Increasingly we recognise environmental (and social) limits. With this change comes opportunity. Companies can best meet this with an integrated approach.
[ The CSEM-BMP Sustainability Leadership Programme includes an Integration module. The following essay is based on insights gained from running that module. ]
Most businesses see integration as just good planning, organisation or management. Such integration covers work on mission, vision and values. It also includes meetings of various types. As well it covers risk-based and other planning, budgeting and reporting.
Such a view appears to miss something important. This is particularly when dealing with the environment and sustainability. Typically different parts of a company consider their:
- impacts on air/ land/ water/ communities;
- social impacts; and
- regulatory compliance.
In addition each part deals with rapidly changing technological options and opportunities. In practice parts of the company cause environmental impacts and effects. Each such part tends to adjust independently in relation to these. Such changes are more or less successful.
For many large companies, since at least the early 90s, disparate responses happen in different parts of the company. These responses are organised by different people. People who have little or no awareness of what others are doing!
Often this work is ‘under the radar’. That is senior and particularly top management are not aware of what is happening or why. They may well remain ignorant of what and how much is happening in their company. Management can be caught in an outmoded mind-set. This mind-set sees a necessary conflict between profitability and sustainability. Knowing little, they will sometimes block these ‘under the radar’ changes.
They may still not put the whole picture together. They may have no-one doing this for them. They encounter changes in their company. These changes may be a very necessary response. [Very large and unavoidable changes in the market require a response.] However they do not see the connection.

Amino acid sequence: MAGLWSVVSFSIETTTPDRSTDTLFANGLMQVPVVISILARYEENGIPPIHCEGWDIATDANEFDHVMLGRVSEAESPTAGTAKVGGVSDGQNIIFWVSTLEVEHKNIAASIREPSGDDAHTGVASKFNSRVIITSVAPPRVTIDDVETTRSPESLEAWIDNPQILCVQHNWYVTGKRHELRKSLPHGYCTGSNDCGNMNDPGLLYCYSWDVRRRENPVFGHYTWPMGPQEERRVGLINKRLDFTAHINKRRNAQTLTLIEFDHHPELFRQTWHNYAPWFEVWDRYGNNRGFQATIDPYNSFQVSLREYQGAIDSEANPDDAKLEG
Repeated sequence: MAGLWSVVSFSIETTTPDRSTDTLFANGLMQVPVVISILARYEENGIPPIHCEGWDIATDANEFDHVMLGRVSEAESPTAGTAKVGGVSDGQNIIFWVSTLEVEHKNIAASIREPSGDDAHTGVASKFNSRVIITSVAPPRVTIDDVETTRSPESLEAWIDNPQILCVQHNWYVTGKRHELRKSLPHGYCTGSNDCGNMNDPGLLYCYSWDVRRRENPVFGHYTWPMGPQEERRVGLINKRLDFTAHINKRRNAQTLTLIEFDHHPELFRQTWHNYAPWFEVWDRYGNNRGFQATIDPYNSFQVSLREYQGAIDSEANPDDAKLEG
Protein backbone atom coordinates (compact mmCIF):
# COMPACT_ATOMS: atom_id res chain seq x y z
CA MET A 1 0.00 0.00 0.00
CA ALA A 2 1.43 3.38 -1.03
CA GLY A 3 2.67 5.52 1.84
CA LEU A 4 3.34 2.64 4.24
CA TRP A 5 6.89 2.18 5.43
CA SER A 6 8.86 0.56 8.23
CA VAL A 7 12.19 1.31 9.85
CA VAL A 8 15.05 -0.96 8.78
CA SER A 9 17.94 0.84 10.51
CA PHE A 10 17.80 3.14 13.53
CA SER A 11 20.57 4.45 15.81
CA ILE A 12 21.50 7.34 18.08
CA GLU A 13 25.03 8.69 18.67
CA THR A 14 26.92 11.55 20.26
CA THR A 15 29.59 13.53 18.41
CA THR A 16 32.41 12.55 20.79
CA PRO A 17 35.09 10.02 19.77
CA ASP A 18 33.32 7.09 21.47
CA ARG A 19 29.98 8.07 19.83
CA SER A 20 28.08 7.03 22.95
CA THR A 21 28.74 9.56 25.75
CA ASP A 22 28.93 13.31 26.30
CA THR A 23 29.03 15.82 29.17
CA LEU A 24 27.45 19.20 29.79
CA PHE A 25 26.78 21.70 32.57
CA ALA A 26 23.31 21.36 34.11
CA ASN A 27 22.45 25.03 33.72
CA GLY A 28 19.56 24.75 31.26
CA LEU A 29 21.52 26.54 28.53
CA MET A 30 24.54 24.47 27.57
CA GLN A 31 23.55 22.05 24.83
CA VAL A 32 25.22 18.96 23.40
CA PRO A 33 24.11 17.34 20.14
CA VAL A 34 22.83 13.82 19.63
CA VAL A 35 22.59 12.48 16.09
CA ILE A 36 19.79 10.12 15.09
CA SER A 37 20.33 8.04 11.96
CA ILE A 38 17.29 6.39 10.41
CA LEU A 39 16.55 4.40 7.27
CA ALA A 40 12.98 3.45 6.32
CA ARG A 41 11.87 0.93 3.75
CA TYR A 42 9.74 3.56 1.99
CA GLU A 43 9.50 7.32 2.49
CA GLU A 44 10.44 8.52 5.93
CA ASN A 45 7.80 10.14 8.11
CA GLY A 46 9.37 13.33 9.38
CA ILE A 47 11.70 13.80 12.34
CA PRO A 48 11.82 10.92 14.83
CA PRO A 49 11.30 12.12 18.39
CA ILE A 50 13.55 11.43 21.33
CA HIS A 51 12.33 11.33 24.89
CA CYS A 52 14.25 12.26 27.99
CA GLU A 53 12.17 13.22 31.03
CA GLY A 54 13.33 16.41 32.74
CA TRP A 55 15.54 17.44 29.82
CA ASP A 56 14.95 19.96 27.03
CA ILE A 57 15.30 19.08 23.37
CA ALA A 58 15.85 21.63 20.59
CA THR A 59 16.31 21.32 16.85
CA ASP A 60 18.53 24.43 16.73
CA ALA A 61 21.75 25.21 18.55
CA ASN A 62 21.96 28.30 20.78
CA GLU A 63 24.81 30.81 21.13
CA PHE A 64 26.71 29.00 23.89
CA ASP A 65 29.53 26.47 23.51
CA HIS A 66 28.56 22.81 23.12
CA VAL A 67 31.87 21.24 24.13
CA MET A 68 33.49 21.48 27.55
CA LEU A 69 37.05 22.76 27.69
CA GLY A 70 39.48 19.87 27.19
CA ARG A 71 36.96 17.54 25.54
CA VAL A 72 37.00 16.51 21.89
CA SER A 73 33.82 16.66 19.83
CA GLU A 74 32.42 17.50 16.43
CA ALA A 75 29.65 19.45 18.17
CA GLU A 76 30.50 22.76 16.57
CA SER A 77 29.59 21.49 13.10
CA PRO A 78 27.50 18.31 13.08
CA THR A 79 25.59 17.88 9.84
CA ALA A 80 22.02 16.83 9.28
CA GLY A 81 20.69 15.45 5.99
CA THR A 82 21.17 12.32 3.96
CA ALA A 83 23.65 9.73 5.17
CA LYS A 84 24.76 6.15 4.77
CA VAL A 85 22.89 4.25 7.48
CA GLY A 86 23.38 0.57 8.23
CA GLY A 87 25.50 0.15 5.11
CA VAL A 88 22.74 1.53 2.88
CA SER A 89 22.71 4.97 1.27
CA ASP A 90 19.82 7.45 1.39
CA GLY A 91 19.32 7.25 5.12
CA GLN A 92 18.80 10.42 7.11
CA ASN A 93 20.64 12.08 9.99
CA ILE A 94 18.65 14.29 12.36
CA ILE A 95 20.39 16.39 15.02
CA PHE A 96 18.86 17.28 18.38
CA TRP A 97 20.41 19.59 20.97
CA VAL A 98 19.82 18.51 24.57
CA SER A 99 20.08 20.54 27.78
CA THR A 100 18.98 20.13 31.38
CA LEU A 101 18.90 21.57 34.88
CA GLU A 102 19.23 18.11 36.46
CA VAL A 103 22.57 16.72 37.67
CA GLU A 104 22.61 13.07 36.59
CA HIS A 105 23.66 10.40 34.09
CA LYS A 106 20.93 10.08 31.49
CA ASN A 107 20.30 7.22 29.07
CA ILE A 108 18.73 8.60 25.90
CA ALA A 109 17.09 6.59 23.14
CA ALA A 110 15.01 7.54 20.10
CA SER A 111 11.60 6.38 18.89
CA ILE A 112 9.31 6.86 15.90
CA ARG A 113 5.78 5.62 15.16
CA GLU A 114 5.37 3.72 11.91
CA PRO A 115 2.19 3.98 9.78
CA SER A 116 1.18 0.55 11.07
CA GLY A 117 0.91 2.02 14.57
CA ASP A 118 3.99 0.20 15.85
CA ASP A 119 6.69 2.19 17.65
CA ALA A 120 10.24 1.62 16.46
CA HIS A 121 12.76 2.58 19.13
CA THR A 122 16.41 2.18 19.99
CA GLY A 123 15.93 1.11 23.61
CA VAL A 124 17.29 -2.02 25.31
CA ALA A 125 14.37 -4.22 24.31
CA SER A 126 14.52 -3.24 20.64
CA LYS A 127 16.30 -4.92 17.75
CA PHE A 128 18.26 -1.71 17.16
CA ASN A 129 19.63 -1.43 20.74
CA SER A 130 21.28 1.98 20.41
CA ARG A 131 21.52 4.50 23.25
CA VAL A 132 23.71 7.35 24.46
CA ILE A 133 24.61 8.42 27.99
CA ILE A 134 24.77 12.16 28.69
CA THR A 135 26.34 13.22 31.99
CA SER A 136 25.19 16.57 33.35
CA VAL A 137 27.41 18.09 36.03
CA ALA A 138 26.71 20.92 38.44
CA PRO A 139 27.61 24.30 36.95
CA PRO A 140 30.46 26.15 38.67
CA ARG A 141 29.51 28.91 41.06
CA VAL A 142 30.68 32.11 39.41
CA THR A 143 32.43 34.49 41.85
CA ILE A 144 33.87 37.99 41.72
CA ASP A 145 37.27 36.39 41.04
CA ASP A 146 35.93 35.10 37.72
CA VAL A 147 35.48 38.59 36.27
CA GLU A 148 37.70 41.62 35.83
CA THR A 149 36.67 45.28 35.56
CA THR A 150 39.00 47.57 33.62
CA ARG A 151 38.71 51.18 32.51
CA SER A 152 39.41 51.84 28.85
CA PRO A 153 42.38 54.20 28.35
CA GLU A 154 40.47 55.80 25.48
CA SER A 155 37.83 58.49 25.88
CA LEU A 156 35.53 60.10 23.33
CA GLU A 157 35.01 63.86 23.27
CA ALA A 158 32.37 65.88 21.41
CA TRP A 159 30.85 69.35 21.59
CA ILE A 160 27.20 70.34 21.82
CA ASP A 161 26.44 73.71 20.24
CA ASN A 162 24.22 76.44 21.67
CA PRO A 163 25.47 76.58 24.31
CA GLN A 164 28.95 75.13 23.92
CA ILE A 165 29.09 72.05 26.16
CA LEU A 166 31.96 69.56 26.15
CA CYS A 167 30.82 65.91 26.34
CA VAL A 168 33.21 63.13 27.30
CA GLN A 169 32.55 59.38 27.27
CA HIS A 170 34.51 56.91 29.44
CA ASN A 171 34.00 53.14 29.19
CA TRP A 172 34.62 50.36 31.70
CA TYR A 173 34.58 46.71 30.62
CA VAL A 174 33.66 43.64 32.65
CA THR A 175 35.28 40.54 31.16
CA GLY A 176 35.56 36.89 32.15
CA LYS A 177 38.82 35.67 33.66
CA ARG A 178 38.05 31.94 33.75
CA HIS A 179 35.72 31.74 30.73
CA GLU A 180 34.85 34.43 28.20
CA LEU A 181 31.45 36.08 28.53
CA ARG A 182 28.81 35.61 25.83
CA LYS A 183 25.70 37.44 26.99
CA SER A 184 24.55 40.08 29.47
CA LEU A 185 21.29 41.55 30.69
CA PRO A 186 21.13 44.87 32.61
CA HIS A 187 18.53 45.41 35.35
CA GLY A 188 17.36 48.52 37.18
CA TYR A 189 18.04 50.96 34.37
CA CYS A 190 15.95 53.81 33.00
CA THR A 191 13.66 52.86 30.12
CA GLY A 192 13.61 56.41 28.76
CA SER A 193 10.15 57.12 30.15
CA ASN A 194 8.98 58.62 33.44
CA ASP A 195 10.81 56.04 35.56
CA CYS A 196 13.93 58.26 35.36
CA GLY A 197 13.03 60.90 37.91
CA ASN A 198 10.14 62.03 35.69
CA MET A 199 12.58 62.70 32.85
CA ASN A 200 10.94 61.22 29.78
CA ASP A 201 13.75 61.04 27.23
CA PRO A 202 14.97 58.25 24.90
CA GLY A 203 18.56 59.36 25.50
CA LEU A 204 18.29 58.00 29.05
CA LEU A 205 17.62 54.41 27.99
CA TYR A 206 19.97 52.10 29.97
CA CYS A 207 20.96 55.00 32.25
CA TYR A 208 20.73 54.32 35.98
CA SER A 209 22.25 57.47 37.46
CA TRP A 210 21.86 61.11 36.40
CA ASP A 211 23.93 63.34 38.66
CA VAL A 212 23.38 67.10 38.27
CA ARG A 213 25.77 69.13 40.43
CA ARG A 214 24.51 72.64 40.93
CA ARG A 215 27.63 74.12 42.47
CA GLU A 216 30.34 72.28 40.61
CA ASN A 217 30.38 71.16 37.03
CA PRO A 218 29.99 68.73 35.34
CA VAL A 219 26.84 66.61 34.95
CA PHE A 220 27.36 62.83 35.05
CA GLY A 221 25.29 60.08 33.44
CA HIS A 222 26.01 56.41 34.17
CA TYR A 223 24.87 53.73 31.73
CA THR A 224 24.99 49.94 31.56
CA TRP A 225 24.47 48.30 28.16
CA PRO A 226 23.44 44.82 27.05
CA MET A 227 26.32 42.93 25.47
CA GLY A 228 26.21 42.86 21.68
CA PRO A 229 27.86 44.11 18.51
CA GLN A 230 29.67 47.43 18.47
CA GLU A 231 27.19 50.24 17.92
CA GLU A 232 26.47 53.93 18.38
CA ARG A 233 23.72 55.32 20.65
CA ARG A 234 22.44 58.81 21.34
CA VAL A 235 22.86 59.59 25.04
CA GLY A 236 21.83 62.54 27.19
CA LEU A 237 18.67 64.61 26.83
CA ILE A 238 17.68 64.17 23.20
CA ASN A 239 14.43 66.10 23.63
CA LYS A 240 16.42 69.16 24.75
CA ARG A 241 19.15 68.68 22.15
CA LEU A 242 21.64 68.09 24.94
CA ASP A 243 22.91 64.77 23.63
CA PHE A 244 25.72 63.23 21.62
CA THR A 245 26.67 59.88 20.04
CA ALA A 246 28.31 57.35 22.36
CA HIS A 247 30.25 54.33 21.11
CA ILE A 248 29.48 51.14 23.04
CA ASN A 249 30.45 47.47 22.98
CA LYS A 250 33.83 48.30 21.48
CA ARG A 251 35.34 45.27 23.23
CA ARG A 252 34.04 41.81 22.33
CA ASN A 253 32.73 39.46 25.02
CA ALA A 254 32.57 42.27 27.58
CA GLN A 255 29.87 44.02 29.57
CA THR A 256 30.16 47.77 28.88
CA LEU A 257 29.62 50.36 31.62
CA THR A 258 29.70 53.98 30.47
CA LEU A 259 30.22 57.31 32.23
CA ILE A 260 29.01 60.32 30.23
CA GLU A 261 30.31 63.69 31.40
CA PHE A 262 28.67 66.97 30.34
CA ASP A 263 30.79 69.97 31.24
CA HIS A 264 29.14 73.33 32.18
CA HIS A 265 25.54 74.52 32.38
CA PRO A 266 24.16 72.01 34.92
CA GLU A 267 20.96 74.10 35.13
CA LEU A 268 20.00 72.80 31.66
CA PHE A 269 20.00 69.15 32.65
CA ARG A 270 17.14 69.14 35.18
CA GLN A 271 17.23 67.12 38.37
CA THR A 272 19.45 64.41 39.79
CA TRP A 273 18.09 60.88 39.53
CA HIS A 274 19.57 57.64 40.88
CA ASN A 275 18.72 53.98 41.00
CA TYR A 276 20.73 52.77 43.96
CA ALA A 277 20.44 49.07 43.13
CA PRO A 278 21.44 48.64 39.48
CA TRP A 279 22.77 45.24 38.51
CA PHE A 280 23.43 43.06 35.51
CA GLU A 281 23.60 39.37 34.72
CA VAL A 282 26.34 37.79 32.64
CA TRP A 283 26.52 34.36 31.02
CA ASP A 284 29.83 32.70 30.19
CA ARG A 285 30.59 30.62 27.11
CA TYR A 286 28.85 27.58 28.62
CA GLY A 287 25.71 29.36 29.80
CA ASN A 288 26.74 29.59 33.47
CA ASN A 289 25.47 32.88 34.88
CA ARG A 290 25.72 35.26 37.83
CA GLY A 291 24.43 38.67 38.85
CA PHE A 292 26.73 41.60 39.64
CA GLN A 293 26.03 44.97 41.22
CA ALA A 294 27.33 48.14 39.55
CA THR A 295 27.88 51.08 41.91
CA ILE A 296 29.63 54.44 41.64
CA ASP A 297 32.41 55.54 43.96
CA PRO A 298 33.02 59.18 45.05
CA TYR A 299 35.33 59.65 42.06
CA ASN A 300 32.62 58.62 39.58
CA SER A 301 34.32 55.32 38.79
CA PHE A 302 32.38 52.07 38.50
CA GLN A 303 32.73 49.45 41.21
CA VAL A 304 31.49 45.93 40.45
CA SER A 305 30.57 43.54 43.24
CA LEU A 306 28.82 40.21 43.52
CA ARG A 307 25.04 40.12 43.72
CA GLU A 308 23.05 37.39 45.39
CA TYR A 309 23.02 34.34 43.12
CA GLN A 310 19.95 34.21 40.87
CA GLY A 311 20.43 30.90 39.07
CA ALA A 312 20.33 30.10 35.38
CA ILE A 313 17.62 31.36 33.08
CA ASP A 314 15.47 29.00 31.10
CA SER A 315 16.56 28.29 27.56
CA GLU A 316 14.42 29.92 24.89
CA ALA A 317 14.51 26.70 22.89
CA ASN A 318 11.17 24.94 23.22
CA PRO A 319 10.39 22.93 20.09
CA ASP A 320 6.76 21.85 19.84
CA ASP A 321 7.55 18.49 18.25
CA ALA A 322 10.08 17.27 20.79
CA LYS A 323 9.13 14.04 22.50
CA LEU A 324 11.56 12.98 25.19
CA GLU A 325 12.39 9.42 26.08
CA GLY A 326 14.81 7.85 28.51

Integration of these multiple local positive responses helps top management. It helps them to see the whole picture. It helps to see where and how to lead the company.
Without integration of these piecemeal activities, the company remains in reaction. This has a cost. The world is waking up to the need to work within ecological (and social) limits. With change come opportunities. Without integration the company may miss these opportunities.
Integration allows for a coherent, active response to the new agenda. This would include identifying relevant products and services. It would include shaping the sector response. It would include taking a consciously strategic approach.
One might simply call this ‘getting organised’. But hitherto ‘getting organised’ was related to narrower goals. Such goals have included producing a new product or a new product range or reducing costs. They have included ramping up production or improving service experience. They have not included a comprehensive response to a new agenda.
This agenda requires all of these responses and more! And the sooner the better! The time for change was yesterday. Every aspect of every company – at every level – needs to change, adapt and transform.
Every employee’s mental picture of the world they live in also needs to change. It needs to adapt and transform. Every employee has prejudices, mental sets, attitudes feelings and emotions about this agenda. These may be called up, called into play. Employees need to be allowed their space for expression, consideration, discussion, debate and resolution.
Their partial knowledge of the science needs to be supplemented. It needs supplementing by providing the best available science area by area. Each employee needs to be won over on a rational scientific basis. They also need to be won over on a rational ethical and business basis. Otherwise there will be a pent-up reaction. There will be potential for damaging upset in the future.
This will lead each employee through a process of re-integration. Each employee will experience internal changes. These changes will be mental, feeling, emotional, attitudinal and more. They will be about the science. The changes will be about man’s necessarily evolving relationship with the environment. It will be about their evolving relationship with each other.
For the next few years integration will be important. It will play a key role in the necessary sustainability transition. Integration is needed at the level of the company. It is also needed at the level of individual employee and adviser.
This needs to be put very intelligently to top management. They need to be won over. Top management need to support a programme of education, change and cultural change. Such a programme will assist the company to achieve deep integration. It will assist:
- function-by function; and
It will be required until integration is achieved across the whole company. It will also be required until it is achieved across the extended organisation. This will provide a key part of a successful transition to real sustainability.
Success could include gaining market share. It could even include avoiding disasters such as the Gulf of Mexico oil spill.
Success is likely to include cost reduction on regulatory compliance. It is likely to include new and profitable products and services. It will likely create new markets, and new business openings. Also likely are new sources of capital. That is in addition to reduced costs of capital and insurance. Success will likely lead to recognition and happier regulators, shareholders, top teams, employees and communities.
© Ross King and Michael Baker, August 2010.